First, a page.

Originally Posted by Jim McDougall
Good point Mercenary, I had not realized that this particular convention in art had not begun in India until then. So feasibly the dagger form may have existed earlier in degree.
You have noted a variation in term khapwa and chilanum. Where exactly do these terms come from? and are they terms actually in local dialects or contrived as we have seen in some other terms for weapon forms?
Many thanks. Before the Mughal paintings there were others: Jain, Deccan miniatures and of course wall paintings. But if we are talking about images of weapons, we need to take into account that only from the first half of the 16th century Indian miniatures become more objective.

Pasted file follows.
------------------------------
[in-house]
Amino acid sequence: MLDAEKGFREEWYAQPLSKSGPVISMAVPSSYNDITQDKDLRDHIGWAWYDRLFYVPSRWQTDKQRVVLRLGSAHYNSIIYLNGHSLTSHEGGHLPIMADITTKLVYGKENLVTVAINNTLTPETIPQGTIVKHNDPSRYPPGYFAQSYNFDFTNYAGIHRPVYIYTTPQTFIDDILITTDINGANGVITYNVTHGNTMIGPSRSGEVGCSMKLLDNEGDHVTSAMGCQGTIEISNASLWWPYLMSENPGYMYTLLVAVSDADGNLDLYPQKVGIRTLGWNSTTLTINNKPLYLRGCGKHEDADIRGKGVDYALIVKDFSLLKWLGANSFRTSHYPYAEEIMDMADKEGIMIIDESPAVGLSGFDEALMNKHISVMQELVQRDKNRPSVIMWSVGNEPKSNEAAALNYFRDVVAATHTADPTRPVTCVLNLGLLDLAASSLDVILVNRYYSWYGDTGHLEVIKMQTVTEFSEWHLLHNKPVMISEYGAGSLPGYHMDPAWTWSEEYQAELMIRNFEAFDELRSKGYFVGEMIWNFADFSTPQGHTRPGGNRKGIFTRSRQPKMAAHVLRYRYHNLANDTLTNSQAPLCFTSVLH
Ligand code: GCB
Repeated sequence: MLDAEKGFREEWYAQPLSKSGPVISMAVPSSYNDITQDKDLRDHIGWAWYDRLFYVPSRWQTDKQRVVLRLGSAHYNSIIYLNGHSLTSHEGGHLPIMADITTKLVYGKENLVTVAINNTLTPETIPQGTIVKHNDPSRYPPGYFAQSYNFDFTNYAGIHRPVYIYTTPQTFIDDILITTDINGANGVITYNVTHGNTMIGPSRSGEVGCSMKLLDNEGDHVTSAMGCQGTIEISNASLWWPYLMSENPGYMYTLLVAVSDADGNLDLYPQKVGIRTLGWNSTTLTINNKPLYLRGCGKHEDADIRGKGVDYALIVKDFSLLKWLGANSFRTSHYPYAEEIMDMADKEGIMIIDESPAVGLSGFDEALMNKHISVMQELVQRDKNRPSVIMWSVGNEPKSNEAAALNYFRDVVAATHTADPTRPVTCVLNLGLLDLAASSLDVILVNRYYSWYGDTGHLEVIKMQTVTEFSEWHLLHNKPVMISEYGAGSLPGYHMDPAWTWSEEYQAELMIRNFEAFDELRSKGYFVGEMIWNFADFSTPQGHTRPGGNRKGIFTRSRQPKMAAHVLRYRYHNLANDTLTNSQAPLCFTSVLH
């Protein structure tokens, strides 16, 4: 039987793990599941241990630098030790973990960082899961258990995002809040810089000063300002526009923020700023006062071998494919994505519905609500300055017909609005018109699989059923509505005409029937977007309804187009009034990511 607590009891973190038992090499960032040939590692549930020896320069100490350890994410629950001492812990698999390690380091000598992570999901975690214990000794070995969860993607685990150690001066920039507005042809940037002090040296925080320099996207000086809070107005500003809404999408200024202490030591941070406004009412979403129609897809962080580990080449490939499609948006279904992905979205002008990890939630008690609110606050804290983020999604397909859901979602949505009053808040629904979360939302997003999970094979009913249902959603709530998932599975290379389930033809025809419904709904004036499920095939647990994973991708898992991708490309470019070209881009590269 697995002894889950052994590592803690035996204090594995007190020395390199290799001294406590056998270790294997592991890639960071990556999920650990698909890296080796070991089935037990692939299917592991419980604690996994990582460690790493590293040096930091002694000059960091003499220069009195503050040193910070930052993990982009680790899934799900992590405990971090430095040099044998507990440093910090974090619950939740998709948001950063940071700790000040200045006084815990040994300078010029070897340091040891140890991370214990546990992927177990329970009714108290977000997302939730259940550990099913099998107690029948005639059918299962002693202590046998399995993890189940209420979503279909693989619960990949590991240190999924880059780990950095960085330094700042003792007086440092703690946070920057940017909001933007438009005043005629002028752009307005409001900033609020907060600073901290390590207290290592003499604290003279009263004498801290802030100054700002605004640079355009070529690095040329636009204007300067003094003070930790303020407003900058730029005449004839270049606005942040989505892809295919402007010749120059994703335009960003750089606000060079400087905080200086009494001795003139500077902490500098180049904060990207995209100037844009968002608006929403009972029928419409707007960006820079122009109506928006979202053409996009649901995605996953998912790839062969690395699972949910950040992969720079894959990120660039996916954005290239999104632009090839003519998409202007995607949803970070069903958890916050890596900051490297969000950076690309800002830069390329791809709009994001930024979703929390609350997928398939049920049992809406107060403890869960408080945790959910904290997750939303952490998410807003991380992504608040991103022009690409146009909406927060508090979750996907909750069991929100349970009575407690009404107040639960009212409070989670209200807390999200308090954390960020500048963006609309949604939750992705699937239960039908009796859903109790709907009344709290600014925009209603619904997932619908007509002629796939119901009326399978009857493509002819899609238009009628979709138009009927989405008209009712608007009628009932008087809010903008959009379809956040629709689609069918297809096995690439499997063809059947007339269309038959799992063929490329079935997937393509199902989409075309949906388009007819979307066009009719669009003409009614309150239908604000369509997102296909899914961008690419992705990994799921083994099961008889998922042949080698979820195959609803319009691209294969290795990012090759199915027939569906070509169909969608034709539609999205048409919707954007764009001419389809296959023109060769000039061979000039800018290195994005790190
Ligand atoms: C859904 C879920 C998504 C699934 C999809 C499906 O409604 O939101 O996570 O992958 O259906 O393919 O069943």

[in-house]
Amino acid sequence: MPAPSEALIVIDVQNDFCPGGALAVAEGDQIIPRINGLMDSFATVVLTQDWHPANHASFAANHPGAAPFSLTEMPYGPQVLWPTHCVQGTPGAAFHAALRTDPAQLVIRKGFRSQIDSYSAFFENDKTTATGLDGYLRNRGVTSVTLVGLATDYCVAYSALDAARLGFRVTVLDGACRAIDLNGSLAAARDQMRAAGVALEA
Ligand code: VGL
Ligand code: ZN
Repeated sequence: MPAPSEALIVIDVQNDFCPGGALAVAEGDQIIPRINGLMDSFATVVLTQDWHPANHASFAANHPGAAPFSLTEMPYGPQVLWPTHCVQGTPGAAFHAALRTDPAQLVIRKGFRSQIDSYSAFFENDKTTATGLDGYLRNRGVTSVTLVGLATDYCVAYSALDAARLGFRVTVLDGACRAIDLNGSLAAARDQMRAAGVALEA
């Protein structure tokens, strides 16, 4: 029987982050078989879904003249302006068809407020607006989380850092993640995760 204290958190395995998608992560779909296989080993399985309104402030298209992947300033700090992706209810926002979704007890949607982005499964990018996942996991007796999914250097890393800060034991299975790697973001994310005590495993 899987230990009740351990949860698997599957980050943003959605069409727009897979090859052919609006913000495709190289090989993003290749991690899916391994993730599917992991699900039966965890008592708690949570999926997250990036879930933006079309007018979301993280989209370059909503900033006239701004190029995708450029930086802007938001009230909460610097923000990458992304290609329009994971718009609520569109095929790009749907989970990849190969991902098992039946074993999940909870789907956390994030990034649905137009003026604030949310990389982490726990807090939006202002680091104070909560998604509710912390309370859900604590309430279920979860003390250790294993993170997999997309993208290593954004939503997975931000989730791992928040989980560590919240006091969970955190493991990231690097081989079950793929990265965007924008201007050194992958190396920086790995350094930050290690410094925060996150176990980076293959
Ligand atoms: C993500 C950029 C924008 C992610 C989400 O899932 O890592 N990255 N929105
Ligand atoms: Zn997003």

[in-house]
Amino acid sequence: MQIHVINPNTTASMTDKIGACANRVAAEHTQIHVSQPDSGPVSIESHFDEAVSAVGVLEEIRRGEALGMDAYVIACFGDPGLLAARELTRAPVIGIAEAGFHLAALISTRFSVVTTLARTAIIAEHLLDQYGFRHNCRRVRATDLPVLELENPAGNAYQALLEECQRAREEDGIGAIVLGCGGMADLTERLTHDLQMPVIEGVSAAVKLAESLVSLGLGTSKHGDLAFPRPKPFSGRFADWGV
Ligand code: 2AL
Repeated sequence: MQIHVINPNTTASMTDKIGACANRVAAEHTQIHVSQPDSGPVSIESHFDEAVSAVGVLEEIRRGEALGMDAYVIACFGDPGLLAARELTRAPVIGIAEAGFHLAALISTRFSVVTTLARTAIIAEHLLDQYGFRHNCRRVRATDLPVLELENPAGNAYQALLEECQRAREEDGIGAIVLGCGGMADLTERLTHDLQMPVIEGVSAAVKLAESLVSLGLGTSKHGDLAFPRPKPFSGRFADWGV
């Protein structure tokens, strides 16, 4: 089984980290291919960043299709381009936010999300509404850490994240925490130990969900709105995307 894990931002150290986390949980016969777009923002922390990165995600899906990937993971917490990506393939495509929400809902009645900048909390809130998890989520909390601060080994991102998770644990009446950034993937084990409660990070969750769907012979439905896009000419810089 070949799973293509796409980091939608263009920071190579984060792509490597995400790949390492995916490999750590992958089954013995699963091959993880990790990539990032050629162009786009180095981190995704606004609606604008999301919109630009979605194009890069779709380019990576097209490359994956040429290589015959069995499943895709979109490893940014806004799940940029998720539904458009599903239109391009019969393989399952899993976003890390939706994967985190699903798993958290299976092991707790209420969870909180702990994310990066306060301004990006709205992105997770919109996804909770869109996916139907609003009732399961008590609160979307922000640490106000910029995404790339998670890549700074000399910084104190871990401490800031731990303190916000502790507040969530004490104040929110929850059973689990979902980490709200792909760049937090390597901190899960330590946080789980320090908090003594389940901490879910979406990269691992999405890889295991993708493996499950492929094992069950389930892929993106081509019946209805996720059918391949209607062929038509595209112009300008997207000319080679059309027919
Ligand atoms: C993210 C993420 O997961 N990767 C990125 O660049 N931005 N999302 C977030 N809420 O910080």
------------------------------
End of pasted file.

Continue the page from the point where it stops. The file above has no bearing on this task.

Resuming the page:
"Khapwa" is old Indian term used for dagger and originated from "to kill", "to destroy". So far no one has found Indian term "chilanum" for dagger. There was verb "chilana" but not for dagger or weapons but apparently for household things: "to pare", "to shave", "to scrape", "to peel". I think we have deal with misunderstanding as in the case of "karud"